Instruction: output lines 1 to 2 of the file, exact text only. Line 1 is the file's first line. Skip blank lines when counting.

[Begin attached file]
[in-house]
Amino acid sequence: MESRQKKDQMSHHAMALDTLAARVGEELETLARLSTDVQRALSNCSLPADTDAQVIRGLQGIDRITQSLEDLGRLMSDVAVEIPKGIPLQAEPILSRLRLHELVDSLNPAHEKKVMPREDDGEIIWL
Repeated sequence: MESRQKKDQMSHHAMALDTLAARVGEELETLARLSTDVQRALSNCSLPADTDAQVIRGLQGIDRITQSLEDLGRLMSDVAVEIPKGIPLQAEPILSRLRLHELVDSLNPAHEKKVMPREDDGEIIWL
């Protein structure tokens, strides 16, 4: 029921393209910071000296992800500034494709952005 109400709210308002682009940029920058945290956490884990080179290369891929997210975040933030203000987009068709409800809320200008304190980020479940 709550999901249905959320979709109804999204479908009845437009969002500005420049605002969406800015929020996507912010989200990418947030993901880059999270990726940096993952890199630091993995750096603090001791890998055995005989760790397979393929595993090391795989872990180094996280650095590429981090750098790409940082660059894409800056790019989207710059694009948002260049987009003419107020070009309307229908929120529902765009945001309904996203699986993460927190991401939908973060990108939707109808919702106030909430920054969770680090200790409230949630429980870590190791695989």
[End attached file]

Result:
[in-house]
Amino acid sequence: MESRQKKDQMSHHAMALDTLAARVGEELETLARLSTDVQRALSNCSLPADTDAQVIRGLQGIDRITQSLEDLGRLMSDVAVEIPKGIPLQAEPILSRLRLHELVDSLNPAHEKKVMPREDDGEIIWL